What are some of the highlights of working at a place like Capital One?
One of the reasons I chose a position at Capital One is because I thought it would be a great place to work as a mom. Especially being away from home, family and close friends as a single mom. Being able to log on remotely from home while my daughter is getting ready for school, and not having to rush her out is huge. Having that flexibility with time and being able to leave to go to her school or volunteer on field trips (even though I’m no longer the cool mom!) – I’ve never felt that at any other place of work.
That’s what’s different about Capital One. Especially working in a male-dominated field, as women we try to be quiet about having kids and having to go do the mom thing. But here, it’s celebrated. I’m surrounded by other moms and we talk about that. Capital One has been so supportive and I feel so indebted to the company just to have that kind of flexibility.
How can we help bridge the gap for women of color in the tech industry?
It starts at a young age. Exposure is key. The more kids, teens and college-age girls who are exposed, the better it will be. We’ll have more candidates graduating that these companies can hire. I try to do my part by mentoring girls I meet. At the Black Girls Code event that was sponsored by Capital One, for example, I exchanged information with a few, just to help push them along. In college, I was the only girl in my lab classes. You have to be a pretty strong woman to endure and thrive in that type of environment. I try to make it cool as well, so people see I’m not just some nerd in a hoodie and that tech can be cool, too.
What’s your work “uniform” and what are your staple pieces for looking cool and confident on the job?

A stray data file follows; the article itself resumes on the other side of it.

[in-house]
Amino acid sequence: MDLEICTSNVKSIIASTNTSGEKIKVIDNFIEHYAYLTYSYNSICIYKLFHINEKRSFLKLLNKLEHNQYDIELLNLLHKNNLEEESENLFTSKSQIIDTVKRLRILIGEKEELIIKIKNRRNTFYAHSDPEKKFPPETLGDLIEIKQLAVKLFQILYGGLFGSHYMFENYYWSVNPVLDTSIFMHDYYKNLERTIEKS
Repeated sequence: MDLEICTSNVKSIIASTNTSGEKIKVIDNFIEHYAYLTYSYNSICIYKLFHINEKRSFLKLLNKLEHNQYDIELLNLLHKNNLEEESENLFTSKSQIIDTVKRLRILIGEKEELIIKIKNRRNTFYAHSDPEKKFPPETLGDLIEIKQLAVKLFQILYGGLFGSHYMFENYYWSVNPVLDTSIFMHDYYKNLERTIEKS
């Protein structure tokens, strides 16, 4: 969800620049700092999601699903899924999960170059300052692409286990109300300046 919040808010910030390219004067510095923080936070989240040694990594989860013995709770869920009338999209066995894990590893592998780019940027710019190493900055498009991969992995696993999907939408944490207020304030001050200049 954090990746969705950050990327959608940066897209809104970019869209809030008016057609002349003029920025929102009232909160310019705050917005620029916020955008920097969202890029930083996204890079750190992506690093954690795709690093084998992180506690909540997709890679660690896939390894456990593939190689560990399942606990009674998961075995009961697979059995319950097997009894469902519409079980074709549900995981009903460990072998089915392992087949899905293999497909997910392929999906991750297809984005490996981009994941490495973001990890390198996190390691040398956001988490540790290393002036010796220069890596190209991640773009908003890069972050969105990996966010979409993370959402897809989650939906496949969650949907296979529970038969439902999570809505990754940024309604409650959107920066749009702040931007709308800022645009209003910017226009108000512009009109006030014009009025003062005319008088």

For most of the week, I’m in a suit. I’m more comfortable dressing up. I always throw a suit jacket on, just in case I go out with friends after work or anything. I try to make sure I’m ready for anything. On Fridays, I might wear my jeans and my favorite “Women in Tech” t-shirts with a blazer.
What are some of your beauty staples for work?
Makeup is what helps me transform from Cyber Kenya to After-Hours Kenya, so I save it for days when I’m feeling like I want a little something extra. I hardly wear makeup to work unless I’m doing a presentation or an important meeting, for example. I keep my makeup bag in my car for times like that. But I definitely do wear MAC lip gloss, so that’s probably my staple.
How do you find balance as a single working mom?
I give a lot of credit to Capital One for that. One of the things I used to struggle with is finding time to work out with all these responsibilities I have to juggle. But because we have a gym on site, it makes it easy for me to go down on my lunch break and meet with a personal trainer. I get two free sessions a week, which is huge! It frees me up for the evenings and weekends, so I can come home and listen to everything about my daughter’s day. She’s a girly-girl and she absolutely loves to talk, so having that time with her is special. Working at Capital One just makes my life easier and allows me to focus on both my career and my daughter.
What about you? Any other working moms out there? What are some of your tips for balancing career and family? Feel free to share below.
Kudos to Capital One for having such a progressive workplace that supports women like Kenya as they balance work and family. For more information, please visit: http://www.capitalone.com/inclusion. This post series is sponsored by Capital One. All opinions expressed above are my own and not those of the company.